Dd needs to break her and her real estate reckons it will take 4 months to get new tenants. That over 8 k in rent for a place she won't be living in.


    Sent from my SM-N9005 using The Bub Hub mobile app
    That's a hard one. Will it take that long to find a tenant for every property in that area because it's a low sort after area or is it because the rent she is paying is too high for the current market?

    As for what is reasonable, the agent should be doing everything they do with a property that isn't a break lease.

    It should be advertised on websites, rental list in office and prospective tenants need to be shown through (in a break lease situation a tenant will sometimes be the one to show them through).

    If the property is taking time to relet because the tenant is paying $400 a week, but the property is only worth $350 in the current market, then it needs to be advertised at the lower amount.

    If not then the tenant can apply to QCAT (assuming on qld - if not other states have their own branch) to be released from the lease without penalty.

    In this situation if it's been going on for some time where it hasn't been relet because it's over priced, then the adjudicator at QCAT can end the tenancy and award compensation to the tenant (and this has happened in a number of cases).

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  10. #27
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    If you have said no pets before then you are well within your right to say no pets now.


    You know you're in love when you can't fall asleep because reality is finally better than your dreams.
    Dr. Seuss
    Still mummy to Agnes Ronald and Beryl.

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    maternidade  (25-05-2014)

  12. #28
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    I recently just broke a lease agreement (in qld) and it didn't need to be ok'd with the owners. I did have to pay a lease break fee and an advertising fee and I pay rent until they find someone else.

    I started the lease in January not knowing I was pregnant and the house is not suitable for a baby at all. If I waited til the lease was up to find somewhere new, I would have risked not finding another suitable house. I would be quite annoyed if the owner was not advertising or taking applications as I'm really struggling paying two lots of rent.

    OP you won't be out of pocket at all and your real estate should be doing all the work. All you have to do is read through applications and pick a suitable one. If nothing comes up, the old tenants will still be paying you so no loss on your end.

  13. #29
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    Quote Originally Posted by Donnab739 View Post
    That's a hard one. Will it take that long to find a tenant for every property in that area because it's a low sort after area or is it because the rent she is paying is too high for the current market?

    As for what is reasonable, the agent should be doing everything they do with a property that isn't a break lease.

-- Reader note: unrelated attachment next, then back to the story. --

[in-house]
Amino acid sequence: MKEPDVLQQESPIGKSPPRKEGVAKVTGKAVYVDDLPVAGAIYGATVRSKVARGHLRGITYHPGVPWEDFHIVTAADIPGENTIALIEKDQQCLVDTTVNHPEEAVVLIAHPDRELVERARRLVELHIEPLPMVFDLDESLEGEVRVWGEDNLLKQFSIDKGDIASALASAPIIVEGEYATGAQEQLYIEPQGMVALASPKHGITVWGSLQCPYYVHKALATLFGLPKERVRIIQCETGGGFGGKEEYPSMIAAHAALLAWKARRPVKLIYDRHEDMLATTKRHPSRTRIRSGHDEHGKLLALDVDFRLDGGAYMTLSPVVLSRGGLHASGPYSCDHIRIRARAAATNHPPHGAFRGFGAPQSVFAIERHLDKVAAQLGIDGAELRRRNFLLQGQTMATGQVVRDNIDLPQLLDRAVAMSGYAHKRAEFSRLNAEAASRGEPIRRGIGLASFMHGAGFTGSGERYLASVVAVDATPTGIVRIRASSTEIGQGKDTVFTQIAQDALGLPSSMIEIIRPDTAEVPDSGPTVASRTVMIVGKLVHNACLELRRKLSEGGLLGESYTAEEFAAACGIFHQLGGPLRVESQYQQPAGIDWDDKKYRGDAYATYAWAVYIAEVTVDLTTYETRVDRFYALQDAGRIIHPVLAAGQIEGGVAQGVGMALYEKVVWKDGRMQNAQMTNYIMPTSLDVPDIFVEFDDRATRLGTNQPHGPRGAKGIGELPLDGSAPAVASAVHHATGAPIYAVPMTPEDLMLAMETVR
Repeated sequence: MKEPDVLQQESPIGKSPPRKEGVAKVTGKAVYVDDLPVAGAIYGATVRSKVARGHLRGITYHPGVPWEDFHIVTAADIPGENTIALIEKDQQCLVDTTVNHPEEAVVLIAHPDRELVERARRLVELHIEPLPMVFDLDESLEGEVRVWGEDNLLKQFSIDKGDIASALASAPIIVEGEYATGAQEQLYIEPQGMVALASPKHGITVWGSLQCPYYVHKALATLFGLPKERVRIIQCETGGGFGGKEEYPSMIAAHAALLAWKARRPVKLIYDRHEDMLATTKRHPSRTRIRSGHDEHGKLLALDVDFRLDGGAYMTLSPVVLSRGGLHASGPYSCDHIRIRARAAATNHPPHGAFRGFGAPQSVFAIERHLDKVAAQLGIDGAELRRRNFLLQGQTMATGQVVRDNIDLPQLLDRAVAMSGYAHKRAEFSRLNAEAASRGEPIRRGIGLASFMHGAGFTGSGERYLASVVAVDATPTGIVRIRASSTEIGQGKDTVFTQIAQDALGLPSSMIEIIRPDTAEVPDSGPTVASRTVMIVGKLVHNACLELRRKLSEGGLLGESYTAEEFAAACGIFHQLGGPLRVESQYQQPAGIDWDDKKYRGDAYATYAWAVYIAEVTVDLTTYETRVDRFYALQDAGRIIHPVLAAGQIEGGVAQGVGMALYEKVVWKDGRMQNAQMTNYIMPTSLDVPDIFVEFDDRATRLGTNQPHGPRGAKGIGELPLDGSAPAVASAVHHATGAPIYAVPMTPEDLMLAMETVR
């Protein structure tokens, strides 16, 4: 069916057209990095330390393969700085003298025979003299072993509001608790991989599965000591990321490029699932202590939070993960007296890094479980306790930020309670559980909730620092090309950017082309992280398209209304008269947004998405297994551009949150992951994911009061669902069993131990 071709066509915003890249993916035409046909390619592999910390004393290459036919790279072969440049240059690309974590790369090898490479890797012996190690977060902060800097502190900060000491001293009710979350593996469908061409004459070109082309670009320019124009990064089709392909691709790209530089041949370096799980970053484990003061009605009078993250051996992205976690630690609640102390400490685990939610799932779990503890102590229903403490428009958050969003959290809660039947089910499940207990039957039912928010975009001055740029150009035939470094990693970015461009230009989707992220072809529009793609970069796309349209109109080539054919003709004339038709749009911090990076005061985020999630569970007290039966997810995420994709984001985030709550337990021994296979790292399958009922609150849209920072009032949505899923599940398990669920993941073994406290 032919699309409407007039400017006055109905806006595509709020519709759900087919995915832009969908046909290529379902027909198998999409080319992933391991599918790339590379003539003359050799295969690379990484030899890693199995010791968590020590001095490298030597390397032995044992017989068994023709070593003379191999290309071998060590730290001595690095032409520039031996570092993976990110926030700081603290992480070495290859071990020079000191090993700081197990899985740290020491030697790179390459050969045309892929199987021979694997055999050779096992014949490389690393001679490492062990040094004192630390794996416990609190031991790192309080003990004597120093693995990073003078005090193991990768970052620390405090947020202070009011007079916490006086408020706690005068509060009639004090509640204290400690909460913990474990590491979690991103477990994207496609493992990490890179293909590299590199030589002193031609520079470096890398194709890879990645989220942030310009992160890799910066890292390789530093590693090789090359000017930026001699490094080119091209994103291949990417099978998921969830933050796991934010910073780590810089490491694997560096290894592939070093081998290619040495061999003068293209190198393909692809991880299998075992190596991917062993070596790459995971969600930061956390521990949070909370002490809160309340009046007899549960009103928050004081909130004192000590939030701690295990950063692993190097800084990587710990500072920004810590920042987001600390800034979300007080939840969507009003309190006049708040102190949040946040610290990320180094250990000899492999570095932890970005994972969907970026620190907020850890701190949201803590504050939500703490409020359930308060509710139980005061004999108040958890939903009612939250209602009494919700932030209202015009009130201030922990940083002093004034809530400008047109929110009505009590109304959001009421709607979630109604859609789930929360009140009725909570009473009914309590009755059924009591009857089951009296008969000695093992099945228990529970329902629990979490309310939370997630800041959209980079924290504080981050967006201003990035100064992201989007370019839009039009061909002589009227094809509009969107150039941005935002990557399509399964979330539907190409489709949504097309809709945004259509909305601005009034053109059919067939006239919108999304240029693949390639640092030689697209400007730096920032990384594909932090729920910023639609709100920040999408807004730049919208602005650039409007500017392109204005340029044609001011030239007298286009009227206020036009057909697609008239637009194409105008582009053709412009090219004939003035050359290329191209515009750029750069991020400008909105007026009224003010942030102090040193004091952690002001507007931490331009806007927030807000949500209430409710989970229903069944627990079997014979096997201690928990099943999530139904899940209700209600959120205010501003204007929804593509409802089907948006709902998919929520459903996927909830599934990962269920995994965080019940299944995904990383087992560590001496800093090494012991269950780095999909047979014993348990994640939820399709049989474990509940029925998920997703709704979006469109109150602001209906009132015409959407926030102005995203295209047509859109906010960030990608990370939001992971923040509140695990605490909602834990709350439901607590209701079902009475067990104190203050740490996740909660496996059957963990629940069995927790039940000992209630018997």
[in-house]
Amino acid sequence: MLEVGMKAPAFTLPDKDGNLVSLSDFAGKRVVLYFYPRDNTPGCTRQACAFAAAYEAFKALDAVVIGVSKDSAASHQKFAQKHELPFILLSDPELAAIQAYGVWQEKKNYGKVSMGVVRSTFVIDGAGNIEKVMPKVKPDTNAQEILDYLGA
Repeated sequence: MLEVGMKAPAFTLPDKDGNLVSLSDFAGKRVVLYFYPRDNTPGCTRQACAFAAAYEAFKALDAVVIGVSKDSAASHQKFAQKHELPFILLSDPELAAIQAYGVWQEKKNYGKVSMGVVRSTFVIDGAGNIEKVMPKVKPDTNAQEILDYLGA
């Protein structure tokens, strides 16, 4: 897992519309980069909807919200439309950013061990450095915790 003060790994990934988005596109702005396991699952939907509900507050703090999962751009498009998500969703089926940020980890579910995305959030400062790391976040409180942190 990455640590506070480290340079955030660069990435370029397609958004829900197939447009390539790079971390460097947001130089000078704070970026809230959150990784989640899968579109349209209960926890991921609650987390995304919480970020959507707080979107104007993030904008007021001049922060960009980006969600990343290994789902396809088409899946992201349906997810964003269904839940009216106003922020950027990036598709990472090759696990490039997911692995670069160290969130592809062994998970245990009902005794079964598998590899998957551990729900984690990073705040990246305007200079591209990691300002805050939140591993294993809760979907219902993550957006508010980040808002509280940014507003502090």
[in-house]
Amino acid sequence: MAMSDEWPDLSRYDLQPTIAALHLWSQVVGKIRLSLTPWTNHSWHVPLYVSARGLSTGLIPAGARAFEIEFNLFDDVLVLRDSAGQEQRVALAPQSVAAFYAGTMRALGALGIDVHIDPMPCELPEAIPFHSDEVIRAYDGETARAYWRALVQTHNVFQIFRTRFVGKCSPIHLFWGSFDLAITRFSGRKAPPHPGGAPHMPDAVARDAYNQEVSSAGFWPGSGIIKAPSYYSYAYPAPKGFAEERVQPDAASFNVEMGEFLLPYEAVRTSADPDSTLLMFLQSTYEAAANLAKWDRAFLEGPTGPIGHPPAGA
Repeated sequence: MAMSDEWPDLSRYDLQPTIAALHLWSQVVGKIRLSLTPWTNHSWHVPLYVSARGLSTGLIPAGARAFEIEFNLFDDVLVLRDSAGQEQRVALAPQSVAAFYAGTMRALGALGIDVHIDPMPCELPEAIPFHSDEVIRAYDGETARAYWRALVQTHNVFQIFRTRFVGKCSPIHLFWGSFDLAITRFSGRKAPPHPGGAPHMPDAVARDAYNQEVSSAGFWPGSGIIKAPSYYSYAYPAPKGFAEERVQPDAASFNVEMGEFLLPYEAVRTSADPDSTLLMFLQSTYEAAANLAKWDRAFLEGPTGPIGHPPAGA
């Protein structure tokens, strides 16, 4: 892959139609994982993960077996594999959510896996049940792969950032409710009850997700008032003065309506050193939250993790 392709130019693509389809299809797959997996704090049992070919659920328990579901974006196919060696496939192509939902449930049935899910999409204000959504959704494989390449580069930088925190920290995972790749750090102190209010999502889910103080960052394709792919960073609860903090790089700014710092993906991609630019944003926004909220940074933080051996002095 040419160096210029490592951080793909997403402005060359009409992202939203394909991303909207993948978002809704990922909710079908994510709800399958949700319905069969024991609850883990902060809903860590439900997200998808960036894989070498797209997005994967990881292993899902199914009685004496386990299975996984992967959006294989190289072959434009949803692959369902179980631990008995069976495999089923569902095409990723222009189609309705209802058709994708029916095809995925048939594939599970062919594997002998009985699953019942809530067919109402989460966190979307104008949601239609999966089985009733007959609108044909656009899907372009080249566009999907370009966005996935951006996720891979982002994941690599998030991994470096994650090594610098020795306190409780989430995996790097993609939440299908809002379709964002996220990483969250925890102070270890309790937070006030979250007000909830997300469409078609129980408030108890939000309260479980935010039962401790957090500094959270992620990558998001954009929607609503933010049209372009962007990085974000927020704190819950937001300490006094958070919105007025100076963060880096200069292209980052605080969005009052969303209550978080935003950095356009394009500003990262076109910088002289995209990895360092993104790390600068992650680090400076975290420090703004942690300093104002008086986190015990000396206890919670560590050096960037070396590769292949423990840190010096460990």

It should be advertised on websites, rental list in office and prospective tenants need to be shown through (in a break lease situation a tenant will sometimes be the one to show them through).

    If the property is taking time to relet because the tenant is paying $400 a week, but the property is only worth $350 in the current market, then it needs to be advertised at the lower amount.

    If not then the tenant can apply to QCAT (assuming on qld - if not other states have their own branch) to be released from the lease without penalty.

    In this situation if it's been going on for some time where it hasn't been relet because it's over priced, then the adjudicator at QCAT can end the tenancy and award compensation to the tenant (and this has happened in a number of cases).
    Yes it is over priced. $520 a week for 2 bed apartment. Other apartments in that building are 370 to 400. She actually wants to rent one of those. Frustrating it the same on site real estate. They have already done things that make questions their motive like ask for $1000 pet bond as well as put the rent up $15 a week for her wanting to get a kitten.
    They say it slow for higher apartments.

    Her boyfriend moved out and left her paying the whole amount.


    Sorry for hijacking your thread op.

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  14. #30
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    Quote Originally Posted by anewme View Post
    Yes it is over priced. $520 a week for 2 bed apartment. Other apartments in that building are 370 to 400. She actually wants to rent one of those. Frustrating it the same on site real estate. They have already done things that make questions their motive like ask for $1000 pet bond as well as put the rent up $15 a week for her wanting to get a kitten.
    They say it slow for higher apartments.

    Her boyfriend moved out and left her paying the whole amount.


    Sorry for hijacking your thread op.

    Sent from my SM-N9005 using The Bub Hub mobile app
    If the rent is increased due to her having pets and no pets being in the other apartments that's justified. I know so e people who increase the cost of rent for pets so they can cover any damages done from pets.... Like smells, scratch marks etc. a friend moved back into their rental and the carpets stank even after being cleaned 3 times yet the lady got most of her bond back, although the damage from the pets because she couldn't claim for carpets as the lady had them professionally cleaned when she left